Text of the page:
A pair of environmental groups are complaining to federal officials that the shipyard executive Gov. Rick Scott picked to lead the Department of Environment Protection cannot oversee a program that regulates how much industrial pollution can be dumped into the state's waters.
The reason: Herschel Vinyard's previous employer, a Jacksonville shipyard, held just such a pollution permit. They say putting him in charge of the program to control it and other polluters is against the law.
At issue is something called the National Pollutant Discharge Elimination System. In Florida, the U.S. Environmental Protection Agency allows the DEP to issue the permits.
But federal law says anyone overseeing the permits cannot have received a "significant portion of his income directly or indirectly from permit holders or applicants for a permit." In this case, that means more than 10 percent over the previous two years.
Last month Scott tapped Vinyard, director of business operation for BAE Systems Southeast Shipyards, to head up the DEP.
But BAE Systems Southeast Shipyards holds federal permits for its treated wastewater, said Jerry Phillips of the Florida chapter of Public Employees for Environmental Responsibility, or PEER.
"This law exists because Congress did not want our national clean water safety net co-opted by corporate infiltration," said Phillips, a former DEP enforcement attorney.
PEER and the Clean Water Network have filed a petition asking the EPA to take action on the matter. If the EPA agrees that this is a violation, it could withhold federal grants or other financial assistance to the state, or it could revoke Florida's power to issue water pollution permits.
Another option, said Clean Water Network's Linda Young: Scott could appoint someone "more appropriate."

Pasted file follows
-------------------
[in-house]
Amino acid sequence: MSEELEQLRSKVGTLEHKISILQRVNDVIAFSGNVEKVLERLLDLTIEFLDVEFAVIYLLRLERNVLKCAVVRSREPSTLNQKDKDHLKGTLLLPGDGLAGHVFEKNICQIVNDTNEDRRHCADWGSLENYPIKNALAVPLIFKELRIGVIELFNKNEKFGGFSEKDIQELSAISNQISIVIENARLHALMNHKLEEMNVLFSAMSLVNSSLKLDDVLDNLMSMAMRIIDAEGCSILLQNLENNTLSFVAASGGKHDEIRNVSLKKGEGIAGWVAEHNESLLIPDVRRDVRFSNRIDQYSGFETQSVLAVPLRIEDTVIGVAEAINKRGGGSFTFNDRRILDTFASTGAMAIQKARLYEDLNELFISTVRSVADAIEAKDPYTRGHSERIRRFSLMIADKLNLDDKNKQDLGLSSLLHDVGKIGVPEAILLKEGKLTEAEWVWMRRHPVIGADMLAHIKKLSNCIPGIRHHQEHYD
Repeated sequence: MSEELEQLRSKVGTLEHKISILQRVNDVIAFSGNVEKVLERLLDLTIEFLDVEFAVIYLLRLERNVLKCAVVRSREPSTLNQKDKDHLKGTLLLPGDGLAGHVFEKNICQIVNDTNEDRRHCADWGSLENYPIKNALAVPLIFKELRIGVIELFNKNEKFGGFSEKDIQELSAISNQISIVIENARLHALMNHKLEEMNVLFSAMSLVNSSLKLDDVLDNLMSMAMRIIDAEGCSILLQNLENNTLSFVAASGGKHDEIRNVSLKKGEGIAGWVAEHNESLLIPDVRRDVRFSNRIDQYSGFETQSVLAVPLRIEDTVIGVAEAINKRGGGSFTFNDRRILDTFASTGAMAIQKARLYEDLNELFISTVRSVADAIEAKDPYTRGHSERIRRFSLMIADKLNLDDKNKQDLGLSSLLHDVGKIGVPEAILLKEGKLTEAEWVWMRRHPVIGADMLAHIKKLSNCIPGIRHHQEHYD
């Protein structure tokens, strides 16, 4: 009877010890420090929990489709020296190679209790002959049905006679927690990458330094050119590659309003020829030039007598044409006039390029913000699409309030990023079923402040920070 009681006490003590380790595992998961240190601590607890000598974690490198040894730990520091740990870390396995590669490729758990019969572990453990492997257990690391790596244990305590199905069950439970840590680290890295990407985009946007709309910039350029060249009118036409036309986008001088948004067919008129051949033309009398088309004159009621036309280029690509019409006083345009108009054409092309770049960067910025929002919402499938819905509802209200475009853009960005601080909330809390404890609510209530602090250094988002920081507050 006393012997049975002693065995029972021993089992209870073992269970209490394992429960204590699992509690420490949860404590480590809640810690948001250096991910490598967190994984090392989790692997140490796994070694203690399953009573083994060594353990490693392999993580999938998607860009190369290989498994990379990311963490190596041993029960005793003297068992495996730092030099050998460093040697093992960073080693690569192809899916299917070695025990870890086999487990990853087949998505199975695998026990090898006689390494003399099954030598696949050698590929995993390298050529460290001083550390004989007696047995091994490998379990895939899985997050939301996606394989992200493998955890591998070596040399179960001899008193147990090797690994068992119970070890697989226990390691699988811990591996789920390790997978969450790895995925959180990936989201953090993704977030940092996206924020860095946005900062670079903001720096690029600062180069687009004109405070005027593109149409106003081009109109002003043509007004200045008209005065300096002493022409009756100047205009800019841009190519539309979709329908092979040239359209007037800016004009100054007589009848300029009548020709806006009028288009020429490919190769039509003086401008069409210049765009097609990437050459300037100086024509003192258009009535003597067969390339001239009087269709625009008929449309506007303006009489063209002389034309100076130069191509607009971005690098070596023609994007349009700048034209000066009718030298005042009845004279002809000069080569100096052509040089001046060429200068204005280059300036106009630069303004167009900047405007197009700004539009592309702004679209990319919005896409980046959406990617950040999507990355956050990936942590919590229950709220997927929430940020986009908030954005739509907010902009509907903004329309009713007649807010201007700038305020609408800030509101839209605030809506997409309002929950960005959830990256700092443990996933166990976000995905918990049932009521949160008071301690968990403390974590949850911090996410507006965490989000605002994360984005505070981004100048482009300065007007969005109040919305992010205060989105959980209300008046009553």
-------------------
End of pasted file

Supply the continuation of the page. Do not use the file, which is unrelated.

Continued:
When Scott named Vinyard to the position, he highlighted Vinyard's work on the shipyard's permit.
"As an example of Vinyard's focus on environmental responsibility and effective business practices, he provided counsel to BAE Systems in their recent, successful efforts to remove its treated wastewater outfall from the St. Johns River," Scott said in a January news release. "That wastewater is now being used for irrigation purposes and eliminates a discharge to one of Florida's most significant water bodies."
Vinyard also has served as chairman of the Shipbuilders Council of America, which among other goals tries to get the EPA to lighten the regulatory load of its members.
In other words, Scott "has appointed a man whose professional career has been dedicated to ensuring that the very regulations that he would now oversee are significantly weakened," the petition to the EPA states.
A request to DEP officials for a comment on the petition regarding Vinyard drew no response Tuesday.
The DEP has not found any pollution violations or pursued any enforcement actions against his shipbuilding company in the past five years.
Craig Pittman can be reached at email@example.com.